In 2000, Ingham opened a new lab at Southern Cross University in Lismore, Australia, and by 2011 she become the chief scientist for the Rodale Institute. In 2015, Ingham took on the role of managing scientist at the Environment Celebration Institute in California, which was a non-profit research facility focused on scientific experiments assessing the impact of soil biology on plant production.

Throughout the years, Ingham has collaborated with organizations, industries and individuals like Jim Thompson of Huma-Gro, Ken Warner of Frontier Industries, Ron Stewart of Colombia Gorge Organics and the Edmonds Institute, among many, many others. She was driven to fine-tune ways to establish, identify and feed beneficial biology in the soil. Her work “improving the understanding of how to properly manage thermally produced compost to guarantee disease-suppressive, soil-building and nutrient-retaining composts and compost teas” is well known, as is her advocacy for “ecological testing for all geneticall engineered organisms before they are released into the environment.”

For a woman who was told she could not possibly get a job in microbiology after writing a research paper focused on the effect microorganisms had on soil, Ingham had proved them all wrong.

For the last 43 years, Dr. Elaine has been at the forefront of cuttingedge research. Her revolutionary work has resulted in hundreds of scientific papers published in peerreviewed journals, numerous magazine and newspaper articles, books, interviews, workshops and worldwide speaking engagements. Her entire life’s work has been to motivate and empower farmers, ranchers, gardeners and land managers around the world to regenerate their soils by using simple, inexpensive and quickacting methods to rebuild dirt into healthy, living soil.

Ingham’s company has recently been rebranded as Dr. Elaine’s Soil Foodweb School (soilfoodweb.com). The website greets visitors with a fresh, updated experience and offers a wide array of online courses that cover everything from the fundamentals of the soil food web to making “bio-complete” compost, extract and teas. The course on microscopy helps growers learn to identify microorganisms and interpret the data that make the soil food web come to life. And for those folks who want to take it to the next level, SFS offers advanced courses for certified lab technicians and certified foodweb consultants. To give their students plenty of time, each course is available for three years and includes personal consultations with staff as needed.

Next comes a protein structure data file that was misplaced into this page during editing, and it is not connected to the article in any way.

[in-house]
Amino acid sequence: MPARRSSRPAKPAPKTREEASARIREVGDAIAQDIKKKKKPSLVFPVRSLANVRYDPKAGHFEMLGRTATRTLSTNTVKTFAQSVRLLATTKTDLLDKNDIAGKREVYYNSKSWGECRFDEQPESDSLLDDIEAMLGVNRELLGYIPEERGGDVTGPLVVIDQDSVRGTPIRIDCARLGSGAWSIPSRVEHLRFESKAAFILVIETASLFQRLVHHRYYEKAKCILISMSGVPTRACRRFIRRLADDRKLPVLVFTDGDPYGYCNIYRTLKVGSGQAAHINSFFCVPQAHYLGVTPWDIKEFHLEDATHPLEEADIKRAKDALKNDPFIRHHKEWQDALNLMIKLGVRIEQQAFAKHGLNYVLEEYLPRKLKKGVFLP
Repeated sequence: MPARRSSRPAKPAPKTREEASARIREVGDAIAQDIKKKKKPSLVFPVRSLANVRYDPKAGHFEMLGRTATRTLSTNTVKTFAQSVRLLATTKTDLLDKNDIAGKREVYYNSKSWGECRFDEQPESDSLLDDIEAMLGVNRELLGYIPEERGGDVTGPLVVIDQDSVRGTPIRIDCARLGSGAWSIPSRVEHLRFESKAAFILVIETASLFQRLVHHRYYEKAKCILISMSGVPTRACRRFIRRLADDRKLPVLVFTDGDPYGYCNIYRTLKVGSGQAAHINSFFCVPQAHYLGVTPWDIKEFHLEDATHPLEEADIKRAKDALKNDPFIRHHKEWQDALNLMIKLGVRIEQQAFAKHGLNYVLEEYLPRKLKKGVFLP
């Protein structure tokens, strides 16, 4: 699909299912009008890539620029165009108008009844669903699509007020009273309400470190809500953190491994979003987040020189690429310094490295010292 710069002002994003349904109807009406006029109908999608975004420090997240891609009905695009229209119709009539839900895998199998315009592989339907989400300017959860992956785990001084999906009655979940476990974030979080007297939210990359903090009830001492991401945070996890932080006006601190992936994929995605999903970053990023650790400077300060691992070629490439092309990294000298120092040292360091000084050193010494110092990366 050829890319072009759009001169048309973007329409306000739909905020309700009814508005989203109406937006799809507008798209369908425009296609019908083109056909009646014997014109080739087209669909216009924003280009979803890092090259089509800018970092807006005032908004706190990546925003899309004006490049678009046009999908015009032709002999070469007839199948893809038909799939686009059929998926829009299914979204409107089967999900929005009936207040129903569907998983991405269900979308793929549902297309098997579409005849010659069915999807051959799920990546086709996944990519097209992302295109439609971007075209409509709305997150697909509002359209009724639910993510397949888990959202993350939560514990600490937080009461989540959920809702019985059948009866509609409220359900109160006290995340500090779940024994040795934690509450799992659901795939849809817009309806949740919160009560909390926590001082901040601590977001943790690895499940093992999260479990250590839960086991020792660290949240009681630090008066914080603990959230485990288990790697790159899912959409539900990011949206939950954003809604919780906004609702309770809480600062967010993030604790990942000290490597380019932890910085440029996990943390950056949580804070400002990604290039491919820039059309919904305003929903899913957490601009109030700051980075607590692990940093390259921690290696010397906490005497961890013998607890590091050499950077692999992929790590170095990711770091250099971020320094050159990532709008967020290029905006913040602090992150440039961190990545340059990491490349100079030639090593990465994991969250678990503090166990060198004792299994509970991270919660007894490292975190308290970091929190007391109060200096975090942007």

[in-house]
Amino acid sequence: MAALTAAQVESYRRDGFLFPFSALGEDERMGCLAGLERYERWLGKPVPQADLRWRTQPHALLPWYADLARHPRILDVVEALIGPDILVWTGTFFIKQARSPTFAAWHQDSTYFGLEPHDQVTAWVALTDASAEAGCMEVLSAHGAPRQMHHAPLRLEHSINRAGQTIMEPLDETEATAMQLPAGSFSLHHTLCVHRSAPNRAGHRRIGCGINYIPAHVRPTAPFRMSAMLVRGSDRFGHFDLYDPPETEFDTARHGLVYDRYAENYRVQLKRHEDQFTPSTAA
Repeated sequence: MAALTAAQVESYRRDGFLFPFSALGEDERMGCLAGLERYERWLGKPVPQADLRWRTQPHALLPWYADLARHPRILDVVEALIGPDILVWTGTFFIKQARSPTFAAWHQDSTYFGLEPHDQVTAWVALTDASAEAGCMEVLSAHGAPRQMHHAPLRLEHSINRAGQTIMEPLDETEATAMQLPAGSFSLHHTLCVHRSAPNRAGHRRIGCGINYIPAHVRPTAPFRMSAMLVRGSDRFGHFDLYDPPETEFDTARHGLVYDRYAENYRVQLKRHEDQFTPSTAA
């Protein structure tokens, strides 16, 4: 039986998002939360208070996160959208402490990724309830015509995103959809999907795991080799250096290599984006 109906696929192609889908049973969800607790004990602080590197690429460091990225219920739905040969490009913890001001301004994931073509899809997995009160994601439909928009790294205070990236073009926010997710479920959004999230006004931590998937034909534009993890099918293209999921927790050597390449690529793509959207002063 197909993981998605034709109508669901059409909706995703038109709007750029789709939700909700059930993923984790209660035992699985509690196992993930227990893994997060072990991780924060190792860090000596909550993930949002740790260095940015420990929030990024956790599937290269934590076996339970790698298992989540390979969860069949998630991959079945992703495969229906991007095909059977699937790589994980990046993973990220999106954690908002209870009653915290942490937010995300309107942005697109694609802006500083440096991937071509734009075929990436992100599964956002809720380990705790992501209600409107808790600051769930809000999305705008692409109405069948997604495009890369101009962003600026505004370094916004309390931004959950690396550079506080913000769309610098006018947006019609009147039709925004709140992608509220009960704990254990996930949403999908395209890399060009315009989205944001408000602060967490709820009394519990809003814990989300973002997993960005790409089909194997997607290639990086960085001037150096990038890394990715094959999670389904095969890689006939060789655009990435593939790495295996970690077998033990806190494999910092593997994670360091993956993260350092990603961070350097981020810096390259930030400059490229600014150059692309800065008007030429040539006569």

Manure and Nutrient Cycling

Finished compost on a fork.

Ingham insists that anyone, from windowsill micro-gardeners to ranchers managing hundreds of thousands of acres, can easily reclaim their soil by avoiding tillage as much as possible, keeping roots in the ground year-round, encouraging aerobic conditions and pumping up the nutrient cycling in the soil food web by introducing beneficial microorganisms to the mix.

“Exactly what do we mean by nutrient cycling?” Ingham asks. “How does your plant obtain the soluble inorganic form of nutrient that it requires without the bacteria and fungi getting their mitts on it first?”

“Even now soil scientists at universities still say that simple diffusion brings nutrients to the root system and the plant takes them up,” she said. “But, excuse me, but what is right around your root system? Every gram, every quarter-teaspoon of that soil around the root system has … a million-billion individual bacteria lying in wait for any soluble inorganic nutrient to come by. There is no way that diffusing nutrients towards the root system is going to make it into the root because the bacteria or the several miles worth of fungi around the root system are protecting your roots against diseases and pests and all kinds of nasty organisms like rootfeeding nematodes and microarthropods. It’s a castle wall.”